E Contracting Investor Assets Necessary To Fuel A Correction

Conclusion, Investment Implications, Strategy

Recent widening in high yield corporate bond spreads suggests that the November US stock market advance is stalling, but until investor assets begin to contract in key ETFs like the SPDR S&P 500 (SPY) it is too early to assume that an overdue corrective decline is underway.

Analysis and Rationale

In our March 9th report, entitled US Stocks At A Near Term Inflection Point, we pointed out that the BofA Merrill Lynch US High Yield Master II Option-Adjusted Spread was testing its 21-day moving average from below and said that any further widening in the spread would indicate a trend of monthly (our tactical time frame) widening that has historically coincided with or closely preceded US stock market declines. Widening in this spread indicates an increase in credit risk for these bonds, which is an indication that the forward-looking and prescient bond market sees some trouble ahead.

The upper panel of Chart 1 below shows that the spread has indeed continued to widen, finishing yesterday’s (March 15th) session at 402 basis points, well above its 21 day moving average at 379.


Chart 1

The lower panel of the chart shows that the S&P 500 (SPX) has coincidentally declined by 2% between March 1st and 9th before rebounding sharply yesterday on the news that the Federal Reserve raised interest rates by 25 basis points for the second time in three months.

The question is: Is this the start of the corrective decline the market is due for?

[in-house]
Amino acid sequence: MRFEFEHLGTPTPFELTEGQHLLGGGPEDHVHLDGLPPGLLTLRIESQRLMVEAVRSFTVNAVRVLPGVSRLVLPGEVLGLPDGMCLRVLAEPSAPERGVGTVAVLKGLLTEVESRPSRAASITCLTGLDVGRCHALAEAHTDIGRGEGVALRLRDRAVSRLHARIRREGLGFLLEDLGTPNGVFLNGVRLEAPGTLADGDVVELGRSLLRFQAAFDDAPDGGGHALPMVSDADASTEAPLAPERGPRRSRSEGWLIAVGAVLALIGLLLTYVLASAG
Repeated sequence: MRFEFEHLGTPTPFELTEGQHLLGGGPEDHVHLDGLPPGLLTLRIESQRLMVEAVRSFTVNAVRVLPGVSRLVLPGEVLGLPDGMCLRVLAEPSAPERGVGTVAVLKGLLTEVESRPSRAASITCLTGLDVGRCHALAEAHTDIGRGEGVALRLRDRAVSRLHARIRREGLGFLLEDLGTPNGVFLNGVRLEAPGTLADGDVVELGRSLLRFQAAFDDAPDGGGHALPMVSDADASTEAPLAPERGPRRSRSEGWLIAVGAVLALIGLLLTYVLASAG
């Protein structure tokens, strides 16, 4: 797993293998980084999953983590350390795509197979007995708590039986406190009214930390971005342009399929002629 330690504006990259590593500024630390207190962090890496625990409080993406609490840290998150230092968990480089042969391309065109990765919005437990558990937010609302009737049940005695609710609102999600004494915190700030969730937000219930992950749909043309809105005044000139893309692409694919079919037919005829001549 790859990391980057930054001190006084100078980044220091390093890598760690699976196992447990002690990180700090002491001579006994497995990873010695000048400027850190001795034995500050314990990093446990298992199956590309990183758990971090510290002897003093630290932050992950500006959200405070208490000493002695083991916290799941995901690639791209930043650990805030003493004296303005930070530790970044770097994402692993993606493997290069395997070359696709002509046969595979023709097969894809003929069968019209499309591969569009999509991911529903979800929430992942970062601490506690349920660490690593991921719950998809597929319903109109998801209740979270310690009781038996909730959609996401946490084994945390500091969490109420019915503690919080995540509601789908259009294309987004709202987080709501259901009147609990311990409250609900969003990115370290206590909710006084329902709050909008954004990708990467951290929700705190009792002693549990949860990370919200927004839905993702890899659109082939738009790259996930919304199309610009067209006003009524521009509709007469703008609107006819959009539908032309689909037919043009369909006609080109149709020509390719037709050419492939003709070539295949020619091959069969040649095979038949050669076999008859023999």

The answer: Maybe, but a decline will not get going in earnest until investor assets flows turn negative.

The lower panel of Chart 2 below plots the total net assets invested in the SPDR S&P 500 ETF (SPY) daily since December, with a corresponding chart of SPX in the upper panel. The chart shows that, once the total net assets invested in SPY exceeded the $228 billion threshold, which was being negotiated since mid-December, SPX started its next (and current) leg higher. Investor assets are the fuel that drives a price trend, and indicate near-term conviction.

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Disclosure: None.

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Gary Tanashian 4 years ago Contributor's comment

Technically, everything's ship shape. But ship shape does not mean low risk. Risk is and has been very high with the market over valued by so many measures and overbought on weekly time frames. So I agree with the author's view.

Kurt Benson 4 years ago Member's comment

Well done John Kosar, CMT, I think you are right on the money with this.